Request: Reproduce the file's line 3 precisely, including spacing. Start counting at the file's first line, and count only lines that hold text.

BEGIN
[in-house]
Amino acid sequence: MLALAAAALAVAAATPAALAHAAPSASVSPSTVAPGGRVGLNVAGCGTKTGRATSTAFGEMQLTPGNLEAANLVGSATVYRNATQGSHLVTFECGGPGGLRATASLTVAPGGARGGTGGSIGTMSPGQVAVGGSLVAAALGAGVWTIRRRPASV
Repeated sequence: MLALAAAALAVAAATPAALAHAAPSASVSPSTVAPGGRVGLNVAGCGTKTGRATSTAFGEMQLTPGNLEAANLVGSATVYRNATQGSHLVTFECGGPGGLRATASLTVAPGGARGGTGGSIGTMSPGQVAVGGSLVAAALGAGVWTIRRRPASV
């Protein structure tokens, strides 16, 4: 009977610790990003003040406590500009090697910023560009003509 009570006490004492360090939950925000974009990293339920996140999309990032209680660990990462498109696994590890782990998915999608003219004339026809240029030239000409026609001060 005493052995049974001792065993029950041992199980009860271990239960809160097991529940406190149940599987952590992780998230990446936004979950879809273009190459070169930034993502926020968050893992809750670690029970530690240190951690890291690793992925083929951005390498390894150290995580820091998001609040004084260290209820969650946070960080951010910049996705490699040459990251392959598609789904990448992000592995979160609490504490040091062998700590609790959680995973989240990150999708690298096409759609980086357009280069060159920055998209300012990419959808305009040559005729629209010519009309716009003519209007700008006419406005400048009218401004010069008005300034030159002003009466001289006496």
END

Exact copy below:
Repeated sequence: MLALAAAALAVAAATPAALAHAAPSASVSPSTVAPGGRVGLNVAGCGTKTGRATSTAFGEMQLTPGNLEAANLVGSATVYRNATQGSHLVTFECGGPGGLRATASLTVAPGGARGGTGGSIGTMSPGQVAVGGSLVAAALGAGVWTIRRRPASV